Every couple of years, I throw in the towel and cancel my TV service. The first time I disconnected, the children had just started middle school. Between the idiot box and the video games, I unplugged them for a year of their life. People looked at me incredulously when I told them we didn’t have TV. I felt like a child abuser.
It wasn’t such a trauma unplugging in high school. Initially, I feared they would spend weekends in front of their friends’ TVs, but to my amazement, it was just the opposite. Kids flocked to our house, probably because there was always something zany going on. The TV-less years were very creative ones.
I’ve had TV access on and off since then and only kept it last year for the Olympics and the debates. Last Tuesday was my last day of Direct TV and now I am having mixed feelings. Although it’s highway robbery for what I’m paying each month to surf through channels of boring shows, the truth is, every now and then, I do like to just veg and see what Anthony Bourdain or Tosh.O are up to. I’ll admit I indulge in one reality show: The Dog Whisperer. Cesar continually lays blame for bad canine behavior on pet owning humans, while the dogs get off the hook. That reality makes sense to me.
Before the finale of Downton Abbey, I couldn’t call my friends on a Sunday night. I’d get a text reply, “Can’t talk. Watching DA.” In my opinion, Maggie Smith did her best bit in Sister Act. Plus if I want to see rich and snotty folk, I just have to attend a local snooty social event. I live in the richest county on the Eastern Shore of Maryland, populated with rich and famous people from the Western Shore. A family I visit now and again keeps their kitchen TV on whenever home. You could have a nervous breakdown only to have them respond with: "Huh? What'd you say? I wasn't really paying attention. Sorry, this is the episode where the cop’s grandmother gets arrested. It’s hysterical."
Most of the shows are a slap to my intelligence, but probably not so for the American masses who seem to like dumbing down. Before the disconnect, I did try to watch Family Guy, an animated show I just didn’t get. Although it was at some point this year rated number one, I just wasn’t into the Stewie serial killer mentality. The Bachelor was a show I heard mentioned by a few female friends. I did watch part of it one night. It was very depressing seeing 20 pageant type women lose themselves, their dignity and their common sense if born-again virgin Sean didn’t hand them a rose.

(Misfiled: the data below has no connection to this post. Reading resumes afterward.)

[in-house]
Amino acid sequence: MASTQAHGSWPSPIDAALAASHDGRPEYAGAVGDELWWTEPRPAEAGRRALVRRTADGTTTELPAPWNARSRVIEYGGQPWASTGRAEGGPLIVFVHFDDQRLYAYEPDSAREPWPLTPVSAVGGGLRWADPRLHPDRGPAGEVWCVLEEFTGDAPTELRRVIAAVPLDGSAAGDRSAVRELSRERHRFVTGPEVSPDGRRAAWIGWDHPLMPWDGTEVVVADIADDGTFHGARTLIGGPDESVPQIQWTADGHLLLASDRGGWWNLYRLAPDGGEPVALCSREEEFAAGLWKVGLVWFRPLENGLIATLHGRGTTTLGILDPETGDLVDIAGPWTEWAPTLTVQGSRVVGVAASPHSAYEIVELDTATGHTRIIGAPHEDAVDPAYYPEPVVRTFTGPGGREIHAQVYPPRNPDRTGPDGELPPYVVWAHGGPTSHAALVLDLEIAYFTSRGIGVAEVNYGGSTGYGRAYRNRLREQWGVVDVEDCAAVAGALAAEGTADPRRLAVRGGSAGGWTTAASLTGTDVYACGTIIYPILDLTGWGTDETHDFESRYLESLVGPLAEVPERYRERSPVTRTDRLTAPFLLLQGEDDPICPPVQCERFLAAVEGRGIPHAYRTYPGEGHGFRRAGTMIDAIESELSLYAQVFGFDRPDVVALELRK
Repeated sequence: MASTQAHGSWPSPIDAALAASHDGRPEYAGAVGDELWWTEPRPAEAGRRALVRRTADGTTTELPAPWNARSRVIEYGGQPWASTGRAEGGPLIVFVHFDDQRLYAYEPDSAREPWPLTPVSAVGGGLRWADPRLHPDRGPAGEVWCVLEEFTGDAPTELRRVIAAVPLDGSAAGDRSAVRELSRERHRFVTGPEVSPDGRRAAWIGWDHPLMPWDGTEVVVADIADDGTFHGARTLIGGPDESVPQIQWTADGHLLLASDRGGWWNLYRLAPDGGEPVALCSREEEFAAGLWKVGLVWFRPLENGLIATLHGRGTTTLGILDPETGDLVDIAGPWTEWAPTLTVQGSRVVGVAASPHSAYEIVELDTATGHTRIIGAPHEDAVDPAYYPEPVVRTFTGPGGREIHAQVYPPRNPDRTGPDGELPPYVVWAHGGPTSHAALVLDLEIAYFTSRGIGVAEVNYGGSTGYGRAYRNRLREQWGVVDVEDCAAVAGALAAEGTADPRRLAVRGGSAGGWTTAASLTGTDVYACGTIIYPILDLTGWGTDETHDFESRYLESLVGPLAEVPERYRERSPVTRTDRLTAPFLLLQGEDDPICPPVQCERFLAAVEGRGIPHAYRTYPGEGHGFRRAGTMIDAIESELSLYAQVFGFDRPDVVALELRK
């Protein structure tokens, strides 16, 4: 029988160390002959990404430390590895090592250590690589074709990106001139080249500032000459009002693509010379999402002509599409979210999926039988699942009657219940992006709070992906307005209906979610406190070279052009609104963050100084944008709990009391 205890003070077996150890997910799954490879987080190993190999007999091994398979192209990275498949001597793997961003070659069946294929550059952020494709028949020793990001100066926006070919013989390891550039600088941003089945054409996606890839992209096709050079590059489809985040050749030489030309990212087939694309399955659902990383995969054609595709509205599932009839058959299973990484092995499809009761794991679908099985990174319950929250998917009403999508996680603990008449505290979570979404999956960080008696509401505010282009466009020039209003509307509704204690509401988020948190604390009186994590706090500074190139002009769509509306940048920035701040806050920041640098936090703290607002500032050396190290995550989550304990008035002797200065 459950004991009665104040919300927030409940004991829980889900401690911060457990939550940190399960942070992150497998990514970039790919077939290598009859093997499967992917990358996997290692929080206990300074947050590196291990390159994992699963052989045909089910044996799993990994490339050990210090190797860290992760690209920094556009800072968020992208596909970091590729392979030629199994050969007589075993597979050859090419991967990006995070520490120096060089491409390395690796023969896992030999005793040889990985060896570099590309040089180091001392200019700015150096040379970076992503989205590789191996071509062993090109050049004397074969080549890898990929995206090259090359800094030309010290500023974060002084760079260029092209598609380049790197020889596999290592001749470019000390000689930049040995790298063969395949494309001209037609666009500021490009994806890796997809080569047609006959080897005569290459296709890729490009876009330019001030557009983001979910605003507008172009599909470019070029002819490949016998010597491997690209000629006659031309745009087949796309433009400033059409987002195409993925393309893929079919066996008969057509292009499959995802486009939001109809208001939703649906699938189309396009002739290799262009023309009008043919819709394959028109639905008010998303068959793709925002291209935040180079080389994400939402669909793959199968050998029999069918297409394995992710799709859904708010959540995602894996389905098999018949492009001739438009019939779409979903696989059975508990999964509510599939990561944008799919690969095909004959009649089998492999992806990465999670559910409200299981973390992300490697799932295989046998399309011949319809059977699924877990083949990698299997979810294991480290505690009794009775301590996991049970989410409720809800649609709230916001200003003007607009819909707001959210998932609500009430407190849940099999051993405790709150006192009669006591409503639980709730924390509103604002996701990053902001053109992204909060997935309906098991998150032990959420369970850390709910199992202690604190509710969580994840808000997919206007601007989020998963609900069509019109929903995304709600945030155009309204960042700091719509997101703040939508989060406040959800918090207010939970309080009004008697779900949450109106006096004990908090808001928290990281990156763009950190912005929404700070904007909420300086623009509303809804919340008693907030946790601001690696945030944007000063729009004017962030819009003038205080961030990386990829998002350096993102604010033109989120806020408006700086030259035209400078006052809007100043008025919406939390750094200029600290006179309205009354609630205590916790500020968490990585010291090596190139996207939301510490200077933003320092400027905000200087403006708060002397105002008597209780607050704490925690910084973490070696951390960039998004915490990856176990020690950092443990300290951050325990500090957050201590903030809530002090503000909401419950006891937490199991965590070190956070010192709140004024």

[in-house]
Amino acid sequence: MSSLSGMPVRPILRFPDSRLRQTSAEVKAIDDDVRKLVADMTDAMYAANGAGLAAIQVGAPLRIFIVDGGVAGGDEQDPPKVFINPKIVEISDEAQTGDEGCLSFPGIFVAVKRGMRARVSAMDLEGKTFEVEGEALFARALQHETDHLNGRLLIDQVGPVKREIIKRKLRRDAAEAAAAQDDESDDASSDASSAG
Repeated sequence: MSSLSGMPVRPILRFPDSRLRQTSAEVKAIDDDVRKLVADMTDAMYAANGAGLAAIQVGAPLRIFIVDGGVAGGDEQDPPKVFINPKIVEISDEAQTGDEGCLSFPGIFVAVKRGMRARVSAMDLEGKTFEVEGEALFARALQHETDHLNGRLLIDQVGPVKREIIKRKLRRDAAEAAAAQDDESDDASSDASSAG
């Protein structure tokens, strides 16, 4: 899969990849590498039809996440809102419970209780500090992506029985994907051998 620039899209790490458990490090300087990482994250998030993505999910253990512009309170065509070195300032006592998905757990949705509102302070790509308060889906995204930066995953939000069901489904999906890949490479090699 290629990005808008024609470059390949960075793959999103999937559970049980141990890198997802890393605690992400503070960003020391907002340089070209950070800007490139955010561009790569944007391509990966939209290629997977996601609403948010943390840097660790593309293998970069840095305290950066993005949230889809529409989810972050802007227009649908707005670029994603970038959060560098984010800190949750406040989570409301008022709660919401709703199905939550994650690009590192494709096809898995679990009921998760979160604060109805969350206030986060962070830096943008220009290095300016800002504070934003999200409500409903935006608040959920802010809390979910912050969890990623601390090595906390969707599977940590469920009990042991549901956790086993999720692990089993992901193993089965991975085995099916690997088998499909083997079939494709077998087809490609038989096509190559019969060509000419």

One can only bear so much mediocre musical talent. There are only a handful of outstanding performers who come on shows like American Idol, The Voice and Dancing with the Stars. If I want to see amateur talent, I can just get my violin out. It’s painful but real.
So the question: “Is television making us stupid?” Why do we call this device the “boob tube?” Research shows that TV decreases brain activity. The Nielsen ratings place the average American checking out the box 35 hours each week. That breaks down to about 5½ hours a day. Plus 35 hours a week is just an average brain suck. Somewhere at the remote regions of the bell curve, there is an idiot that logs in more time than a 60-hour per week job.
Plus, that cushion on your couch where your ass usually sits just gets even bigger. More hours means more snacking, thus helping U.S. citizens turn into the fattest people on the planet. American children watch 40,000 commercials a year and that two-year-old can develop a favorite brand overnight. If you see a food ad on a major network, it’s unlikely the happy family will be eating broccoli. Even normal weight kids don’t stand a chance. These viewers are still likely to up their junk food consumption by 84 percent after watching a junk food commercial.
I think I made a good decision. It’s been snowing at my house since last night. I keep thinking what a good day it would be to crawl under a throw cover and watch TV. Any old show would do. But instead, I wrote, cleaned and painted my silverware drawer, then dug out the cross-country skis, bundled up and skied around the property. I whooshed by the Direct TV satellite dish, topped with snow out in the yard. I’m much happier gliding on my skis than surfing on my channels.
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